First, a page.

Happy New Year! By now, you’ve probably made a few New Year’s resolutions. However, if you’re like many Americans, improving your financial condition is not uppermost in your mind. In fact, according to a recent survey by Country Insurance & Financial Services just 17 percent of respondents plan to focus primarily on improving money matters in 2008. Instead, more people resolved to lose weight and exercise more (24 percent) or to spend more time with friends and family (23 percent). Interestingly, the same study found that a resounding 75 percent plan on making necessary adjustments to their finances eventually, in the year ahead. At a time of year that’s ideal for recommitting ourselves to things that are important to us, here are my top picks for resolutions for financial fitness:
- Look back before looking ahead. Your life can change significantly over the course of a year. Did you get married, have a child or grandchild, change jobs, or open your own business? Some of these changes could require that you adjust your financial goals and objectives. Remember, it’s always easier to enact specific investment strategies if you know why you’re implementing them
- Maximize your pretax benefits. Contributing to a pretax savings plan like a 401(k) or 403(b) reduces your current-year taxable income and delivers the benefits of tax-deferred growth. If you received a raise, consider increasing your contribution to your retirement savings plan. Also, if you are at least 50 years of age, you can contribute an extra $5,000 thanks to the IRS’ catch-up provision. If you’ve written your last college tuition check or paid off your mortgage, you may have extra cash to direct toward retirement.
- Update your insurance. Sure, you have life, homeowners and auto insurance, but what about personal liability and disability coverage? Dig into your policies. Homeowners insurance usually covers wind and fire damage, but not flood damage. If that’s a worry, you need a federal flood insurance policy. Also, be sure your estimates of the value of your household goods are accurate. Some may have increased in value and others may be more expensive to replace than you think. And what about your new HD TV? You also may need to insure jewelry separately, depending on your policy limits. Look for opportunities to cut premiums, too. For example, do you really need collision on that clunker of a third car?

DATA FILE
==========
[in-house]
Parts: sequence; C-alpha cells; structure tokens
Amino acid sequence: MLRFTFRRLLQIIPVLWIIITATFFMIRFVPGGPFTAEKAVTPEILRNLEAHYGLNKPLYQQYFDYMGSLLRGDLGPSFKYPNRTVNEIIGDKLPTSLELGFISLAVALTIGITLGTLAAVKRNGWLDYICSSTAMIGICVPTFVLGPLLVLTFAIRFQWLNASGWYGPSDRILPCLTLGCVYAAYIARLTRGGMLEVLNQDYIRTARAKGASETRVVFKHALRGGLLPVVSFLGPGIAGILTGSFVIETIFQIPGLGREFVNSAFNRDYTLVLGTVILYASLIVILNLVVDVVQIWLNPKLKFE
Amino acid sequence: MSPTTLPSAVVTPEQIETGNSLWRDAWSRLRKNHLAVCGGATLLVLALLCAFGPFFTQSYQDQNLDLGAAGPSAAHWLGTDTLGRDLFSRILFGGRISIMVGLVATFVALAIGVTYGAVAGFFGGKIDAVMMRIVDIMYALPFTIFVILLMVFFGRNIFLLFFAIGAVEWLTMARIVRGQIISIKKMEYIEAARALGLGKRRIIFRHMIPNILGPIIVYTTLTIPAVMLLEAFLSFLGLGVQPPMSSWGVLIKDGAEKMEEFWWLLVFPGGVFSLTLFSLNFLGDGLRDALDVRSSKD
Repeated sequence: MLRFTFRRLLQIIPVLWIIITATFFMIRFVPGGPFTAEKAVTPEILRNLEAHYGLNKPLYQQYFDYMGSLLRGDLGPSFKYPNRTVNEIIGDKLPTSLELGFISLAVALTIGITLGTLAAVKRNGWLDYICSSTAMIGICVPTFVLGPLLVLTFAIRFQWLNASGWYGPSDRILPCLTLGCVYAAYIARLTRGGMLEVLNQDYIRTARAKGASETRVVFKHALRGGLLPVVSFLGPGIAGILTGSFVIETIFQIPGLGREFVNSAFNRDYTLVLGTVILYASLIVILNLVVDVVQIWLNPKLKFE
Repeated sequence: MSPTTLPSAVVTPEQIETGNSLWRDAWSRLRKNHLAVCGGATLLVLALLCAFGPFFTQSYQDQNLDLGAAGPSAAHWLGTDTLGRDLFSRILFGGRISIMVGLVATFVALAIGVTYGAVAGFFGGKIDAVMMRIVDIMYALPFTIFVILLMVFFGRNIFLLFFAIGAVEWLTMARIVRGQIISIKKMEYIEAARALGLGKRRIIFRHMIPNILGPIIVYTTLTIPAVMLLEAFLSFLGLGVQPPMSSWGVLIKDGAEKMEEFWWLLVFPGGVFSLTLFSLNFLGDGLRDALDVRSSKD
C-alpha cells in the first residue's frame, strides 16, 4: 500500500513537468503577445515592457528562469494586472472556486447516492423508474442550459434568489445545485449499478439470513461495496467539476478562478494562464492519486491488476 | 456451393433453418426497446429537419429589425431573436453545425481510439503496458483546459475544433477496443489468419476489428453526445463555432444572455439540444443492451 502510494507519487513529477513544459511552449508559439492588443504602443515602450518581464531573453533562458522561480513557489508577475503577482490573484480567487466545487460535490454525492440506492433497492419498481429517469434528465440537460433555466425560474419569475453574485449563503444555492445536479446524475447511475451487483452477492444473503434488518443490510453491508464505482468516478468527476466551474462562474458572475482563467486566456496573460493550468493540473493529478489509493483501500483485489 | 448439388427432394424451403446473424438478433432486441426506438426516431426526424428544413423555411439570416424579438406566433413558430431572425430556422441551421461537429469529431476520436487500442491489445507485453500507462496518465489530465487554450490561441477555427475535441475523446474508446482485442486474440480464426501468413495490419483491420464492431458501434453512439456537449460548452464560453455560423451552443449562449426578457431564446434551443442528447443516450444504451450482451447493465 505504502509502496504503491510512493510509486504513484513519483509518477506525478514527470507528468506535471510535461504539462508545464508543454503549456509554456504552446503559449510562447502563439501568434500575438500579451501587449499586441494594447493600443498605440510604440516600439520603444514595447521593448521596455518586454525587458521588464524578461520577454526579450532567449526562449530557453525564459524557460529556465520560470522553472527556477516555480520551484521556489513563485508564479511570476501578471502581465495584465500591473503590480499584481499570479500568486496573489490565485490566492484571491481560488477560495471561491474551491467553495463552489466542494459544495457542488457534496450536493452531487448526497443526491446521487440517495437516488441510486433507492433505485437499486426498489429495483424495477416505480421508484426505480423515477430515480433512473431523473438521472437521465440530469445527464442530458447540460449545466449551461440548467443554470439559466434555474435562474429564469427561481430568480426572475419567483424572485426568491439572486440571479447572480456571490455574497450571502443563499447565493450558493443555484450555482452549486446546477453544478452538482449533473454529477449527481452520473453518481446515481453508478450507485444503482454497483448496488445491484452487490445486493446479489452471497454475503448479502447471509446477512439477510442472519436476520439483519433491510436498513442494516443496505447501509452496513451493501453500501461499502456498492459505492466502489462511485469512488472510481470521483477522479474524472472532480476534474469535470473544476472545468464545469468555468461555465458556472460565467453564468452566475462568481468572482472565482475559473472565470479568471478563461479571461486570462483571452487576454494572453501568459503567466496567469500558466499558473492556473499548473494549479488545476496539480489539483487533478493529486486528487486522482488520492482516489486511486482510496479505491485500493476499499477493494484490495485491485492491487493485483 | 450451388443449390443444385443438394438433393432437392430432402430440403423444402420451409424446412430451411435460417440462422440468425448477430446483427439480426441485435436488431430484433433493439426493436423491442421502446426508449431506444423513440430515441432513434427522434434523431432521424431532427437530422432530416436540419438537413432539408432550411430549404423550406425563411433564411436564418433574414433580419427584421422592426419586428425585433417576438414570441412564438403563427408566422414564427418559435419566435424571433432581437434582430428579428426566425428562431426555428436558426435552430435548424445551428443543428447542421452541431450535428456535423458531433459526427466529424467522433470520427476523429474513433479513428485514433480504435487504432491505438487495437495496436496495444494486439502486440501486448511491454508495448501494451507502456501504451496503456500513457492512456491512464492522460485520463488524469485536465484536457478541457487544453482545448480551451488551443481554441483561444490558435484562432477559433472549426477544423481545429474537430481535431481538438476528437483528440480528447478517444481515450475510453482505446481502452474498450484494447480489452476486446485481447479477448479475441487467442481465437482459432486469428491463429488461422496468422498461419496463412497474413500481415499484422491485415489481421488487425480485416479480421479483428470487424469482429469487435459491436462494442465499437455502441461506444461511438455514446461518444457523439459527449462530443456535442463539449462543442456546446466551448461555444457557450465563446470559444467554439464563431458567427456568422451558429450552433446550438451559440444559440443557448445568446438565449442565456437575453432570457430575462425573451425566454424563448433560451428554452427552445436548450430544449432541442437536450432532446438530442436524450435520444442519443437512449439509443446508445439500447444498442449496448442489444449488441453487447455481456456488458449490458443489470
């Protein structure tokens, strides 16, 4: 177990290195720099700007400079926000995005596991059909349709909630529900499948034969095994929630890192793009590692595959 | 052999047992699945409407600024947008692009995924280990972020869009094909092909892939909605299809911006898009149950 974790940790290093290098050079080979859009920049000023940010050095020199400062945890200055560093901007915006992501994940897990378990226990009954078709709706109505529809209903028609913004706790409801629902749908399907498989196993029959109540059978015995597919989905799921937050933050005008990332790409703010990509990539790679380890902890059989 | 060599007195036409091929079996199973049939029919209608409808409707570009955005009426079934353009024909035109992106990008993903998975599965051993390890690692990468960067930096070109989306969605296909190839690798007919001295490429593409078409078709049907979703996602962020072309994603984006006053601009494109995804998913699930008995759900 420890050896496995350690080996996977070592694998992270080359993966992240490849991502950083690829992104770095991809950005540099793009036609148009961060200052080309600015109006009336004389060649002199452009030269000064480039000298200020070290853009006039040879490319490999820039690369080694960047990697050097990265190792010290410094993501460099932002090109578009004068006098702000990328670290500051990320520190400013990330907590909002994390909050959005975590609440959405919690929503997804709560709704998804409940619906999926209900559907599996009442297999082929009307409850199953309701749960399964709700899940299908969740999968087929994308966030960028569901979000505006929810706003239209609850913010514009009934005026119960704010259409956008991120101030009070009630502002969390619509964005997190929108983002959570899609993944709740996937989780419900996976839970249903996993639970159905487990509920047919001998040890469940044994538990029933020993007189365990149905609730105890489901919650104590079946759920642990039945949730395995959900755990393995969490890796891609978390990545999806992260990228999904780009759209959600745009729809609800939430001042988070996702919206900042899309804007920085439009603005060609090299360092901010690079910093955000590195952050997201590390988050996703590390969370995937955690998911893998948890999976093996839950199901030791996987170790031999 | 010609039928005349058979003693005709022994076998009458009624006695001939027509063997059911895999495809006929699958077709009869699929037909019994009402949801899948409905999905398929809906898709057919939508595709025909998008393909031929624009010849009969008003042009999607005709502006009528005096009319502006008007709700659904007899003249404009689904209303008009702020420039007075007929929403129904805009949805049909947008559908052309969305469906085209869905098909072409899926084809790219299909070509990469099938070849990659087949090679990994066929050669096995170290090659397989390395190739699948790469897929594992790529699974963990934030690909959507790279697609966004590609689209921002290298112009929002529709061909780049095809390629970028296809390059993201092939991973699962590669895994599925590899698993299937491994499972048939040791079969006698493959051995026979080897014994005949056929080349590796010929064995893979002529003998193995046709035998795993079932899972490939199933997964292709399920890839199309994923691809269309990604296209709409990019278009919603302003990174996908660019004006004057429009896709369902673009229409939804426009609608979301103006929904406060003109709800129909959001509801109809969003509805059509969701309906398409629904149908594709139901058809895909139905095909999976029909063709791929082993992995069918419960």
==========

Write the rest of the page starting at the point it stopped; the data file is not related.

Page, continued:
- Check your credit report. You can request a free credit report, a history of your borrowing and loan-paying habits, once every 12 months from each of the nationwide consumer credit reporting companies: Equifax, Experian, and TransUnion. Just visit AnnualCreditReport.com, the official site set up by the Federal Trade Commission. Monitoring your credit report is a crucial step in protecting yourself from identity theft. You also may request your credit report by calling 877-322-8228.
- Disaster-proof your financial records. The recent California wildfires should prompt us to ask: “Am I prepared to get out of my home quickly?” To that end, put copies of all your important papers including your trust, will, passport, mortgage and financial statements, car titles, birth certificates, and other personal records in a bag that you can grab quickly. The Red Cross offers tips on what else include at their website.
- Consider your estate plan. While your trust or will is the cornerstone of your estate plan, several additional documents play a supporting role. A letter of instruction provides your family members and estate executor with the location of assets and financial records and contact information for professionals you worked with. An ethical will, often written as a letter, communicates your family history and values to your heirs. Also, if haven’t done so, name a medical advocate, someone with the authority to make medical decisions in the event you can’t make them yourself.
While all of these topics are worthy of your attention, sometimes we take on too much at one time. Then, instead of being able to maintain a host of new habits, we fail because we feel overwhelmed. To avoid this pitfall, choose a few areas on which to focus. In the same way you can be more successful losing weight if you get into the habit of exercising once a week before totally overhauling your diet, then small, feasible financial changes are easier to incorporate gradually into your busy life. Remember, the entire year stretches before you and you don’t have to accomplish everything by next week. In fact, new research from Max Bazerman, a professor at Harvard Business School, found that people are more likely to choose a path they believe will be good for them when the choice will be implemented in the future rather than in the present. The professor calls this phenomenon the “future lock-in.”So, open your calendar and schedule a few of these suggestions, because a series of successive small steps can equal a bold leap by the end of 2008.